The Limited Edition is basically the same, but to save weight, the rear wiper has been deleted and forged BBS wheels have been fitted. These are wrapped in Michelin rubber. To help it stand out from the base model further, you also get gloss black exterior accents on exclusive Phoenix Yellow Pearl paint. Just 600 are being built for the American market.
Carbon fiber is cool, but red carbon fiber is cooler. Spend $3,673 extra and you get a package with red carbon mirror caps. That colored carbon treatment is also applied to the rear wing, the hood scoop, and the interior trim panels. Another way of enhancing the appearance of the Type R is with the addition of an interior package that adds red interior illumination, illuminated door sill trims, a unique red shift knob, and Type R floor mats. This adds $1,112 to the cost of the Honda Civic Type R, but the components of both packages can be specced individually too. An auto-dimming rearview mirror with HomeLink sets you back $446 while wireless charging for your smartphone carries a $314 surcharge.
If you can get the Limited Edition, it would be pretty nice to have bragging rights, but the regular Type R is almost identical and offers similar performance for a lot less money. We'd stick with the Touring trim and get ours in black to hide most of the gaudy bodywork. Black also goes nicely with the red-and-black interior theme, and although we'd be tempted by the available carbon fiber upgrades, a fast daily driver that you can use without worrying about damaging expensive parts is probably a smarter choice.
The latest version of the immensely popular and wildly successful Volkswagen Golf GTI has yet to touch down in the States, but the numbers suggest it'll be following a similar recipe to every generation before: usable power, a comfortable and classy cabin, and a few of the latest and greatest tech offerings from Wolfsburg. Its 2.0-liter turbo-four will be accompanied by both a six-speed manual and, for the lazy or lax, a seven-speed dual-clutch automatic transmission. 245 hp and 273 lb-ft of torque suggest that it won't be the fastest around, but that's not what the GTI is about. This car is meant to be fun but family-friendly, so you'll get a comfy ride, a relatively affordable asking price, and a smooth engine. It'll also have a 10.25-inch digital cluster and a 10-inch infotainment display. If you want something that's subtle and civilized, get the GTI. If you want the opposite, the Type R is always going to be the default choice.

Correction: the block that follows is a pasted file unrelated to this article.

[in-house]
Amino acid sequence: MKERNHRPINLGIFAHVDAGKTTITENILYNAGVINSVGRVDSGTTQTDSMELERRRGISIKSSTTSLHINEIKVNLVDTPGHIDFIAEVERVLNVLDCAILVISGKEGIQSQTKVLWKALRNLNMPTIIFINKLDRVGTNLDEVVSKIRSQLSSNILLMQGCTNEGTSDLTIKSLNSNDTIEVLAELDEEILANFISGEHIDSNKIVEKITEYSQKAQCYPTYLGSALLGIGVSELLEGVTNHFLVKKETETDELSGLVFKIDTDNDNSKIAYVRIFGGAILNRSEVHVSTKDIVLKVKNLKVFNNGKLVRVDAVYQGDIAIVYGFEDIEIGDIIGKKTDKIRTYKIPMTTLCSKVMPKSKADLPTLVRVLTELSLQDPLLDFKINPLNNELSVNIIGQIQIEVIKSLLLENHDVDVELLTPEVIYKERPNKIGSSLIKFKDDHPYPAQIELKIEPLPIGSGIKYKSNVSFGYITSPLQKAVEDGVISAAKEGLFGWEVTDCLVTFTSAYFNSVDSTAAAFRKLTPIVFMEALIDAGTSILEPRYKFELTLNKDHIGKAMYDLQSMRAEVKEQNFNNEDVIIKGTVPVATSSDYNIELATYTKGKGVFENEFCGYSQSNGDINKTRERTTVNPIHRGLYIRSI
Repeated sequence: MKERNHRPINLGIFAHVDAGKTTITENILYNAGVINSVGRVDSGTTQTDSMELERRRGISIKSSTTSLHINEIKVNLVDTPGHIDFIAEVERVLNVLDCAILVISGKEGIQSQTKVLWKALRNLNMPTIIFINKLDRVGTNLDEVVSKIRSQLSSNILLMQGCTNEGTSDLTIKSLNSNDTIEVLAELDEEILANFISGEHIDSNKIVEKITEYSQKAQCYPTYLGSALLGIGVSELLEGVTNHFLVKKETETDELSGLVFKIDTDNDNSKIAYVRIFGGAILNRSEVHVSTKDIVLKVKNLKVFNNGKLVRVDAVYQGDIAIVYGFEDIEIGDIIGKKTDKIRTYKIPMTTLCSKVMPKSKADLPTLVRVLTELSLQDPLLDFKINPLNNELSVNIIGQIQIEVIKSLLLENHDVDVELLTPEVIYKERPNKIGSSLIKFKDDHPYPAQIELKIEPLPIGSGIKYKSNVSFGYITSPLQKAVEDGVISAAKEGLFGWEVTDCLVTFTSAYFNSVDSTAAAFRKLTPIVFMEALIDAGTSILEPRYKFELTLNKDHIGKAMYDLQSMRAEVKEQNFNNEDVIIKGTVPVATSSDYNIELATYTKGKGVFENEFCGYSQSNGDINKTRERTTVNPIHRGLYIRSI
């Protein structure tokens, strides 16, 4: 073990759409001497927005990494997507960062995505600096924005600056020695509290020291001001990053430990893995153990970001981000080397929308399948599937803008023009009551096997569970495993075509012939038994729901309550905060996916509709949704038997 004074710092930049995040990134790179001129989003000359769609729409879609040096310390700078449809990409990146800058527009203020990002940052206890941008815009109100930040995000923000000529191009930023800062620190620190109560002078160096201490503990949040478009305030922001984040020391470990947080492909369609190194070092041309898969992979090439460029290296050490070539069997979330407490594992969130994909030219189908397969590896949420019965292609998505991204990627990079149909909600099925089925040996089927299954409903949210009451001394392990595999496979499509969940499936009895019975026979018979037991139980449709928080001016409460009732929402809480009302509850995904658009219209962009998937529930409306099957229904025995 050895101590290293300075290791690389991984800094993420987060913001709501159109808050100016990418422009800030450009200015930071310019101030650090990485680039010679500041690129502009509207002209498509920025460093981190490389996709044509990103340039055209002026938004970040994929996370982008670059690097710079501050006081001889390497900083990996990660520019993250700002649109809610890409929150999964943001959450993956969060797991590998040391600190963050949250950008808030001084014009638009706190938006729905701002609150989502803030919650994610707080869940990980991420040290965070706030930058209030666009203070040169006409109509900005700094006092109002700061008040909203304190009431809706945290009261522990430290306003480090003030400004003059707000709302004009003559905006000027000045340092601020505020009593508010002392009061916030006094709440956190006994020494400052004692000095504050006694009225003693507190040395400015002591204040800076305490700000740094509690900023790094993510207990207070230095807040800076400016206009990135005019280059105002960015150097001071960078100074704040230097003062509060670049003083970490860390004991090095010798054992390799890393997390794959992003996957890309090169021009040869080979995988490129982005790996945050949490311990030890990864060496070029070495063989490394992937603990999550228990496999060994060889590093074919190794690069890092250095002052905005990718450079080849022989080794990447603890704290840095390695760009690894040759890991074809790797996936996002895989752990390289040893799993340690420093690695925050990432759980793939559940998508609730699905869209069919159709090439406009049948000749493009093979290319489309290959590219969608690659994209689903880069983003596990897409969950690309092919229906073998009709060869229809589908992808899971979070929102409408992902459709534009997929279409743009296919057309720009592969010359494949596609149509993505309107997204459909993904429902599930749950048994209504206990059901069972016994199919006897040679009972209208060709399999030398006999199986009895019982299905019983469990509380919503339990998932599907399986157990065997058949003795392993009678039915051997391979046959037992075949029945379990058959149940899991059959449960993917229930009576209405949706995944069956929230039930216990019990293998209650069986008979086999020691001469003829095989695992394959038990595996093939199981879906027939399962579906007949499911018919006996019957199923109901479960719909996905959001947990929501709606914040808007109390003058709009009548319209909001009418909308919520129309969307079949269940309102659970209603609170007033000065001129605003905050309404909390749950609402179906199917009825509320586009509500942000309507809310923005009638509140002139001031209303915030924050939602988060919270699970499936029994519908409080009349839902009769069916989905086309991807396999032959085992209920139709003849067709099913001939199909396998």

With the death of the Ford Focus RS, the closest hot hatch to the Type R in terms of ethos is the Hyundai Veloster N. It too comes with a 2.0-liter turbo-four, FWD, and a six-speed manual. With 275 hp and 260 lb-ft of torque, it's not quite as extreme as the Type R, but it still has plenty of equipment designed to enhance the driving experience, including adaptive suspension, a variable exhaust system, and a shift indicator. You also get plenty of safety gubbins, a comprehensive infotainment system with a premium audio setup, and sticky Pirelli rubber. But it's smaller in the back and less focused than the Honda, although most cars are. Basically, if you're looking for a middle ground between the GTI and the Type R in a smaller package, the Veloster N is ideal.
The most popular competitors of 2021 Honda Civic Type R: